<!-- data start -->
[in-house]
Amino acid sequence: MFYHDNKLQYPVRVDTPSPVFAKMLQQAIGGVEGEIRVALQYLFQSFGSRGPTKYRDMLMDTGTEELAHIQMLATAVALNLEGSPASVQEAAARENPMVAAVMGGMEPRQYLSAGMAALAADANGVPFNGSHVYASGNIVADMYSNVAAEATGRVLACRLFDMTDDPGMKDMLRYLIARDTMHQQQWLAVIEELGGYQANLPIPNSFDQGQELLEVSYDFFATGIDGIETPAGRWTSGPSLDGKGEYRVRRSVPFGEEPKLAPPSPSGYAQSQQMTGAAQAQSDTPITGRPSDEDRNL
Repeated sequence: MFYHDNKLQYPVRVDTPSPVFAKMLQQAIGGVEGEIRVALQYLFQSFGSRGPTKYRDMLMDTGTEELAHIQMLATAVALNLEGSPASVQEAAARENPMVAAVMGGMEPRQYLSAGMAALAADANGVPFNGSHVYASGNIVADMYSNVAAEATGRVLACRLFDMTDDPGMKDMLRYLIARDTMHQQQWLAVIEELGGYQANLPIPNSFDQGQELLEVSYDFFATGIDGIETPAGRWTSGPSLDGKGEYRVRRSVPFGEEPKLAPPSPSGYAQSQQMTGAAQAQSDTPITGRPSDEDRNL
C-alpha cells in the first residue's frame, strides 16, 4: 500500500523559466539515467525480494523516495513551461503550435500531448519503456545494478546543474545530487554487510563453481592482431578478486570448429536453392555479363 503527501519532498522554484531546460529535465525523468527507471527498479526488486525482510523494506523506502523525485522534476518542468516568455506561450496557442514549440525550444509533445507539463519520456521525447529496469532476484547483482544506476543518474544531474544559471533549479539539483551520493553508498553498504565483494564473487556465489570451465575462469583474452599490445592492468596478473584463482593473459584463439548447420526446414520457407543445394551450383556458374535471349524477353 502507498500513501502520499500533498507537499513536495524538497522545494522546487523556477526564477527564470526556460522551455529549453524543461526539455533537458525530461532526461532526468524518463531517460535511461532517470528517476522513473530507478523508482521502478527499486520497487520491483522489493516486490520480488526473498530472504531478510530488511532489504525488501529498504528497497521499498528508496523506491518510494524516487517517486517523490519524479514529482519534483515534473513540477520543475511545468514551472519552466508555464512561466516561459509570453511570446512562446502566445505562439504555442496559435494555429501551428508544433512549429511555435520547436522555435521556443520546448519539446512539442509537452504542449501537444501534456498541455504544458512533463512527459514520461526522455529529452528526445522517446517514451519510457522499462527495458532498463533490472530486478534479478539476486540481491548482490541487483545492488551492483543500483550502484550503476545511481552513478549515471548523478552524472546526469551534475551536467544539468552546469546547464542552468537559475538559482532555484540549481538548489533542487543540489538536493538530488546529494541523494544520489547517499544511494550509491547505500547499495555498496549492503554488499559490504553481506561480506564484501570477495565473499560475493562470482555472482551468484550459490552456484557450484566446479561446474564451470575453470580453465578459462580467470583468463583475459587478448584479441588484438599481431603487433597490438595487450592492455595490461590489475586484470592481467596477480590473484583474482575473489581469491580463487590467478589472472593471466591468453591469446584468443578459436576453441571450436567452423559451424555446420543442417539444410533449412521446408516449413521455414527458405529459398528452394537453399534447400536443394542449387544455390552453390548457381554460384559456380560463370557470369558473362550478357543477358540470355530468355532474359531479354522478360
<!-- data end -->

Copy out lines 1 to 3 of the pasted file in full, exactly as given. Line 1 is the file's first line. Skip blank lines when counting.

[in-house]
Amino acid sequence: MFYHDNKLQYPVRVDTPSPVFAKMLQQAIGGVEGEIRVALQYLFQSFGSRGPTKYRDMLMDTGTEELAHIQMLATAVALNLEGSPASVQEAAARENPMVAAVMGGMEPRQYLSAGMAALAADANGVPFNGSHVYASGNIVADMYSNVAAEATGRVLACRLFDMTDDPGMKDMLRYLIARDTMHQQQWLAVIEELGGYQANLPIPNSFDQGQELLEVSYDFFATGIDGIETPAGRWTSGPSLDGKGEYRVRRSVPFGEEPKLAPPSPSGYAQSQQMTGAAQAQSDTPITGRPSDEDRNL
Repeated sequence: MFYHDNKLQYPVRVDTPSPVFAKMLQQAIGGVEGEIRVALQYLFQSFGSRGPTKYRDMLMDTGTEELAHIQMLATAVALNLEGSPASVQEAAARENPMVAAVMGGMEPRQYLSAGMAALAADANGVPFNGSHVYASGNIVADMYSNVAAEATGRVLACRLFDMTDDPGMKDMLRYLIARDTMHQQQWLAVIEELGGYQANLPIPNSFDQGQELLEVSYDFFATGIDGIETPAGRWTSGPSLDGKGEYRVRRSVPFGEEPKLAPPSPSGYAQSQQMTGAAQAQSDTPITGRPSDEDRNL